Bird flu strikes Renville County

WILLMAR -- A large chicken egg-laying facility in Renville County and another turkey farm in Meeker County are the latest cases of avian influenza to be reported in Minnesota.

Avian influenza recently reached an egg-laying facility in Renville County, affecting about 2,000 chickens. (SUBMITTED/Chicken and Egg Association of Minnesota and Minnesota Board of Animal Health)

WILLMAR - A large chicken egg-laying facility in Renville County and another turkey farm in Meeker County are the latest cases of avian influenza to be reported in Minnesota.
The Renville County complex reportedly involves a “couple million” chickens, according to Dr. Dale Lauer, who supervises the Board of Animal Health poultry testing laboratory in Willmar.
“Is this significant? Yes,” Lauer said Thursday.
There are now 87 sites in 21 Minnesota counties where the H5N2 avian influenza virus has been detected.
So far, the disease has affected 5.7 million birds in Minnesota. The number, however, does not include the latest cases from the two sites reported Thursday.
The official number of poultry from those sites will likely be reported later this week or early next week, but Lauer said the number from the Renville County farm involved a couple million chickens.
Because of the deadly nature of the virus, Lauer said when one barn on a farm site tests positive, then all the birds on the premises are classified as infected, which is why the number of chickens from the Renville County facility is so high.
In spite of new sites being identified and the large number of birds affected in the latest testing, Lauer said many tests come back negative and the total number of cases being reported each week has decreased since the peak of the outbreak about three weeks ago.
“From our peak we have dropped so that the number of positive premises has decreased,” he said. “We’ve entered a different phase now of trying to get these businesses back going again.”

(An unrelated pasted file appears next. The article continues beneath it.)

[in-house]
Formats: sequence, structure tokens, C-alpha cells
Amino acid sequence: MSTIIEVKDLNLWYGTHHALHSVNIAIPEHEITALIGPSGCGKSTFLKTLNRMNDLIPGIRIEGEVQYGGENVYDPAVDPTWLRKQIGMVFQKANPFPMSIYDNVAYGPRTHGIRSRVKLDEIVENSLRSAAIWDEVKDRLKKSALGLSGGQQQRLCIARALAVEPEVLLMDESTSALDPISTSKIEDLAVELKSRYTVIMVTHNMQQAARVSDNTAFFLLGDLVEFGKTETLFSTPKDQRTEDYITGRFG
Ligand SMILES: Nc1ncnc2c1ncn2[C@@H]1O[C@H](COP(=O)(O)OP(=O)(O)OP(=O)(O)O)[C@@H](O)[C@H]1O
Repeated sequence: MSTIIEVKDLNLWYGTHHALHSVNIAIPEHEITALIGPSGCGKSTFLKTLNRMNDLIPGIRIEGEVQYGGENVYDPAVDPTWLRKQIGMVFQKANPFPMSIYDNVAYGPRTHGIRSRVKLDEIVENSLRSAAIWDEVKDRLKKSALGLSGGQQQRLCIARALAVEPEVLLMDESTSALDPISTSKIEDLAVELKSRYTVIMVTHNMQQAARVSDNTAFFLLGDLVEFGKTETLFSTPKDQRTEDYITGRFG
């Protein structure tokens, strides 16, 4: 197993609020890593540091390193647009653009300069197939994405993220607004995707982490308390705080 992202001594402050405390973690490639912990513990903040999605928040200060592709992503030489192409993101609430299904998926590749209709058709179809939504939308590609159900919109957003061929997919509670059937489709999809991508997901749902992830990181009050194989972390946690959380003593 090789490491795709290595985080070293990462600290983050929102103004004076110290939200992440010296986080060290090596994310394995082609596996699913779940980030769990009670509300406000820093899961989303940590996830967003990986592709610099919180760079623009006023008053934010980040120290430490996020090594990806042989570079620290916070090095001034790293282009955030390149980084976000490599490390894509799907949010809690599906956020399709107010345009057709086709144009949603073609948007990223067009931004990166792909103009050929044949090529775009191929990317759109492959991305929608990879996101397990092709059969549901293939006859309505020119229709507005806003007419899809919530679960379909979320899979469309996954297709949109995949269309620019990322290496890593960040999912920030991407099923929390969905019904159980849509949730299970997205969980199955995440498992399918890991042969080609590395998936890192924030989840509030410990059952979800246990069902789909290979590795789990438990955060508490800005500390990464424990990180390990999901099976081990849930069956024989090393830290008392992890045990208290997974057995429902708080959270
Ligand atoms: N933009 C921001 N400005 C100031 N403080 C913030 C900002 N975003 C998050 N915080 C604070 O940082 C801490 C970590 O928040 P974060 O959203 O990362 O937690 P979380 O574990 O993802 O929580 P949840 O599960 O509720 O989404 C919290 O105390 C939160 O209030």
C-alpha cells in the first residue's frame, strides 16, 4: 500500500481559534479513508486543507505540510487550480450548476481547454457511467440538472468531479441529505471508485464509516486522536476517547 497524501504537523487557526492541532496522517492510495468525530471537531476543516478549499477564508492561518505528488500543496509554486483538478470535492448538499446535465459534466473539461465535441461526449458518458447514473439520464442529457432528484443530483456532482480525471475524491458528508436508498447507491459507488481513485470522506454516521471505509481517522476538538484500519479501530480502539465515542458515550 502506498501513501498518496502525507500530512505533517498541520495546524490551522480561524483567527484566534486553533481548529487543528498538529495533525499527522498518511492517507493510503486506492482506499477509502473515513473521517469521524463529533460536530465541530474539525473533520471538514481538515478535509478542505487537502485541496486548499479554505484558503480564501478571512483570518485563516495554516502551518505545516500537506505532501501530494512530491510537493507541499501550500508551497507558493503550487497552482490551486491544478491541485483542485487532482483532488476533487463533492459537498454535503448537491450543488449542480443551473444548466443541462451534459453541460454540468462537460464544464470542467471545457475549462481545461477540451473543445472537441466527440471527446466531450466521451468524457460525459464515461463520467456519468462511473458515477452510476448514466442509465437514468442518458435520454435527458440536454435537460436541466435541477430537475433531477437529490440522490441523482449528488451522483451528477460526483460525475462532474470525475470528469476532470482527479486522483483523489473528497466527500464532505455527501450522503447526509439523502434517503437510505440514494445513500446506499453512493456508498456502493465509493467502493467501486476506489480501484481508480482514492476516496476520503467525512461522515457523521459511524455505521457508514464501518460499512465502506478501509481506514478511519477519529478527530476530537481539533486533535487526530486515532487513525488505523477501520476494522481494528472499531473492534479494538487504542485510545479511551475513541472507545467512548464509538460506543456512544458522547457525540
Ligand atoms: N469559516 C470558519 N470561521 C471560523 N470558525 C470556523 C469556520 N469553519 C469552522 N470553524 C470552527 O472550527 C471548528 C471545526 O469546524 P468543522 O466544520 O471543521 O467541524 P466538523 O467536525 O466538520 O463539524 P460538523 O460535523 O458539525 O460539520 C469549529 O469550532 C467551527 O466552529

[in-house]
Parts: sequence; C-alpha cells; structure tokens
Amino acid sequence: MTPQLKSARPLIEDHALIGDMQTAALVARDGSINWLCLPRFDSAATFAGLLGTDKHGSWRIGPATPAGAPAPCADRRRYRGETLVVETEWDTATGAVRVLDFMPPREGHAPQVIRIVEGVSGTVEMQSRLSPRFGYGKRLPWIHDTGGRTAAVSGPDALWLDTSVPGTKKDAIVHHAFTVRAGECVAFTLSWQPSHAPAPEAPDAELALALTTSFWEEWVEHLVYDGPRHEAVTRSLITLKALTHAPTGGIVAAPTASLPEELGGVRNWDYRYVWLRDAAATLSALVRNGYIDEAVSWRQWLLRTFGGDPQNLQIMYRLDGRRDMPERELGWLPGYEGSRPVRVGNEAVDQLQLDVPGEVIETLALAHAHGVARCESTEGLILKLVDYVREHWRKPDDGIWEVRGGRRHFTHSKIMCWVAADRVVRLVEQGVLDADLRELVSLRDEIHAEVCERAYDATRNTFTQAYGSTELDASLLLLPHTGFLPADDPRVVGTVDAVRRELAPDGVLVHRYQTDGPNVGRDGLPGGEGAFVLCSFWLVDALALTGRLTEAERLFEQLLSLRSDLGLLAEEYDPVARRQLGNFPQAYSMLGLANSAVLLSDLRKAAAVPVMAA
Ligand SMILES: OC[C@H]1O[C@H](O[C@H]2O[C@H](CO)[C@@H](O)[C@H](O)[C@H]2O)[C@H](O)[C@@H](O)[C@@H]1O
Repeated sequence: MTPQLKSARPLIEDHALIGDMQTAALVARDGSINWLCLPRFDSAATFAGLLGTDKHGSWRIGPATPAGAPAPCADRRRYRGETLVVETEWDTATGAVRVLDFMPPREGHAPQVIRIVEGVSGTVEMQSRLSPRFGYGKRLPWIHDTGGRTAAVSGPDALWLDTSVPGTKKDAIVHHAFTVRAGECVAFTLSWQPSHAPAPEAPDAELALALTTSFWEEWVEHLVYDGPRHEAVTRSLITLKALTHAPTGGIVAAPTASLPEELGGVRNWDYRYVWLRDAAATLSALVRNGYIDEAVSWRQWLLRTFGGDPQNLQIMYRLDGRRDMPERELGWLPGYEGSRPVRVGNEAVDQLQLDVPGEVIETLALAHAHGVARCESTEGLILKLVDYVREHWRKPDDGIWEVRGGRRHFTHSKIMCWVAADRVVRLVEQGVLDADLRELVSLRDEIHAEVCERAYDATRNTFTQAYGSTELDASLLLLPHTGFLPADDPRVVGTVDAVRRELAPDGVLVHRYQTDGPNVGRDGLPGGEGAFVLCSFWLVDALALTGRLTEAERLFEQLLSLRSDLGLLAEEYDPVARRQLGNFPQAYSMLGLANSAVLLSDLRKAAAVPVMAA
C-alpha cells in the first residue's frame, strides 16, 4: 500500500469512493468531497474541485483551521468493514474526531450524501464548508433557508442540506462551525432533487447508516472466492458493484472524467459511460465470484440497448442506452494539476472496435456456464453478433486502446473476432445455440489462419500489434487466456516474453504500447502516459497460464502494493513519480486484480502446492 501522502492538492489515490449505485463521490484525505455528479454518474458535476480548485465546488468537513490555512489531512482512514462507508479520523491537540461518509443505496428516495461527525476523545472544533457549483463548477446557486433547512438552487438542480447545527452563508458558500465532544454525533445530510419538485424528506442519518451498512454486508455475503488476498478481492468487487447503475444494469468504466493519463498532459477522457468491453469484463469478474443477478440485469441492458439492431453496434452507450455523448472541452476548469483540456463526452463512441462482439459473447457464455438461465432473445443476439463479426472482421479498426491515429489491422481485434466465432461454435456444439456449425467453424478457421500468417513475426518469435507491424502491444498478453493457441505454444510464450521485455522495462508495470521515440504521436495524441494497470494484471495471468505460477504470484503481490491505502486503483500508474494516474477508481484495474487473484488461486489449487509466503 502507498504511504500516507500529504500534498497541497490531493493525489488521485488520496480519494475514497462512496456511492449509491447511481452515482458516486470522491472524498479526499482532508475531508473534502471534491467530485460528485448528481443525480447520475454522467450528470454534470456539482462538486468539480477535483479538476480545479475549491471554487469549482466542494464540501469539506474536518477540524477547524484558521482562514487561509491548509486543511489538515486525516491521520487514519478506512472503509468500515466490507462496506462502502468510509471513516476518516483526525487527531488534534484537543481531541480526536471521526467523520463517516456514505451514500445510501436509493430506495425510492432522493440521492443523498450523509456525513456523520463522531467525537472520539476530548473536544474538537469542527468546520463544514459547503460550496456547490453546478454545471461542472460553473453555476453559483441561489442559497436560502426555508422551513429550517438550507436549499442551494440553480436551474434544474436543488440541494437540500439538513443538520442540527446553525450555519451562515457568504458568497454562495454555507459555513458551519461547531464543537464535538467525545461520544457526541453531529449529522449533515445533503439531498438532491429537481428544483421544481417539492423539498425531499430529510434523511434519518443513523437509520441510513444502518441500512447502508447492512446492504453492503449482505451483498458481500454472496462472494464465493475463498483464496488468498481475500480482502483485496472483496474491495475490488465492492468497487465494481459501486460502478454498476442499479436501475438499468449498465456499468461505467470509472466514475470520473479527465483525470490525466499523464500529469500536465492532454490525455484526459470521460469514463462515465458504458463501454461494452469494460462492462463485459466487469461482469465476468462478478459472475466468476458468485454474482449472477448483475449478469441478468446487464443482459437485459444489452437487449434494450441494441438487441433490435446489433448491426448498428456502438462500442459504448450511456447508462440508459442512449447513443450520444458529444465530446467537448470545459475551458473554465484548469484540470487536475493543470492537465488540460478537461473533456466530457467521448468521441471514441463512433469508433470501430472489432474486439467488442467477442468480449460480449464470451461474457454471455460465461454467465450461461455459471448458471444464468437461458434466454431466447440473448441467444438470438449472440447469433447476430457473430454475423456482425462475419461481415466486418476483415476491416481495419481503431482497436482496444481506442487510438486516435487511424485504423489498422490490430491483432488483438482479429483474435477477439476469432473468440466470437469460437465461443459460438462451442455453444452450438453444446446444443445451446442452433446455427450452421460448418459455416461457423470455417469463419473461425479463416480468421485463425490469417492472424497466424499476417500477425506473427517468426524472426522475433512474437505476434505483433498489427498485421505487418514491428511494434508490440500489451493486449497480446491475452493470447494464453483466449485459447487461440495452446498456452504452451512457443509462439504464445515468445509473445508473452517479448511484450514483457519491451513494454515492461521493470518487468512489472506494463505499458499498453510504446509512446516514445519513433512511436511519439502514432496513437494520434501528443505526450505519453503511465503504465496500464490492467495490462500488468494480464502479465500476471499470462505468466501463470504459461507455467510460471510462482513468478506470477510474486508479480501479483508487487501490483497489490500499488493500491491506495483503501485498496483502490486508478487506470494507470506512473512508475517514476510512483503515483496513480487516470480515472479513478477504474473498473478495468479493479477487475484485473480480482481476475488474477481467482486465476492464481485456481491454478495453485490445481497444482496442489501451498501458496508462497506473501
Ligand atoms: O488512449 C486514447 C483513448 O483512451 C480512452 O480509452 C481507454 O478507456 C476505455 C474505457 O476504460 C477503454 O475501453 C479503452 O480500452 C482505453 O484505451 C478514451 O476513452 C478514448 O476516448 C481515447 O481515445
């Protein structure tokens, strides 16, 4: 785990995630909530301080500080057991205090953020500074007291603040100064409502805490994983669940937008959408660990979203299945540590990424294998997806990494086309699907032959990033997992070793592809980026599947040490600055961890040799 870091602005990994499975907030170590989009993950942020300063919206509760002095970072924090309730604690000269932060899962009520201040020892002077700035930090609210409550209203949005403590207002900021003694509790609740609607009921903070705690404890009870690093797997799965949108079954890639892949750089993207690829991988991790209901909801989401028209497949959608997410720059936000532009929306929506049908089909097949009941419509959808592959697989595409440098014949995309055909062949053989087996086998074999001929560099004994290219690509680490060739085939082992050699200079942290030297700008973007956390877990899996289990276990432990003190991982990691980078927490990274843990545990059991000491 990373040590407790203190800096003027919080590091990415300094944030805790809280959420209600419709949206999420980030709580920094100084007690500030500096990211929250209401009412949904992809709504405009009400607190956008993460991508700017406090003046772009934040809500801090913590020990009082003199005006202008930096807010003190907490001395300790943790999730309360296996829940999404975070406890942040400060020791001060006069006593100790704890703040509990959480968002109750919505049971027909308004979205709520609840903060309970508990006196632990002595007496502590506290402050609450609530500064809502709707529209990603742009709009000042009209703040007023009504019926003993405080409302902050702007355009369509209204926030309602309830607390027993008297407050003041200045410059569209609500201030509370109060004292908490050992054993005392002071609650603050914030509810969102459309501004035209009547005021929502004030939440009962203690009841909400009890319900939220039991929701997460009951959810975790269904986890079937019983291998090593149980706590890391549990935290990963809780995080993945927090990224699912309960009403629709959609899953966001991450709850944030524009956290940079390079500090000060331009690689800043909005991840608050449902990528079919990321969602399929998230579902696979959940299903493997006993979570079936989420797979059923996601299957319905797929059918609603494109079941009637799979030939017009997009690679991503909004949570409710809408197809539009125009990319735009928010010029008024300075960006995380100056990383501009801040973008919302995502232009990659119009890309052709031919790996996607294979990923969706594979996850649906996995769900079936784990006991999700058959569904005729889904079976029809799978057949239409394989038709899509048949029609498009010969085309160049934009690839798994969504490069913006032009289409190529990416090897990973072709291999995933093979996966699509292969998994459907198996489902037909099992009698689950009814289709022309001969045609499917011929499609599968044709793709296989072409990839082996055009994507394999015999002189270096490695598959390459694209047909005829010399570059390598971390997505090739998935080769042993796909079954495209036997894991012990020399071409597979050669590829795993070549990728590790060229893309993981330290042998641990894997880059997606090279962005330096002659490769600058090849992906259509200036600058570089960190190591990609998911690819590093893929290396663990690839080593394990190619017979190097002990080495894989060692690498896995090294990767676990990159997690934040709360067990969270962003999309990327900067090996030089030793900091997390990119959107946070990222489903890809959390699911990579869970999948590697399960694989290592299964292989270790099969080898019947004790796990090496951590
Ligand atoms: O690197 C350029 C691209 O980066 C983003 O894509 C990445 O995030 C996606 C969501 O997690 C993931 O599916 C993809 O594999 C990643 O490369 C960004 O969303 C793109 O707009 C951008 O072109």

That process takes time and resources.
“The back end of the event is making sure you’ve got places cleaned up, ensuring the virus is gone - to the best of our ability. And of course, with that, there’s some additional down time,” he said.
Birds that died from the disease, or were euthanized to prevent the spread of the virus, are composted inside the barns.
That step takes about 30 days and is followed by extensive cleaning and disinfecting that takes about a week.
After the barns are tested to ensure “to the best of our ability” that they are disease-free, the barns must sit empty for another 21 days, Lauer said.
The entire process, starting from when the virus is detected until new poults or chicks are brought in, takes about three months, he said.
“There have certainly been more bad days than good days and certainly depressing days for people, especially when some of these reports come out,” Lauer said.
But he said, for the most part, producers are “hanging in there” and trying to regroup from the losses.
“There’s nobody I talked to that’s saying, ‘let’s throw in the towel,’” he said.
Instead there’s an attitude of “we are going to continue to battle this as best we can.”
Reuters reported Thursday that the USDA has confirmed avian flu in 16 states. Because the virus has been spreading to other states, including Iowa and Nebraska, some of the U.S. Department of Agriculture support staff has left Minnesota to help producers in other areas.
That has meant relying more on state resources, Lauer said.
The never-ending testing process has not slowed down and Lauer said there’s “not much sleep for some of us in the trenches. But we’ll persevere. We’ll get through this.”
He said people are working together to respond to the disease and restore the state’s poultry industry.
“We’ve got producers out there, we've got an economy, we've got a community we need to keep going,” Lauer said.


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Carolyn Lange is a features writer at the West Central Tribune. She can be reached at or 320-894-9750
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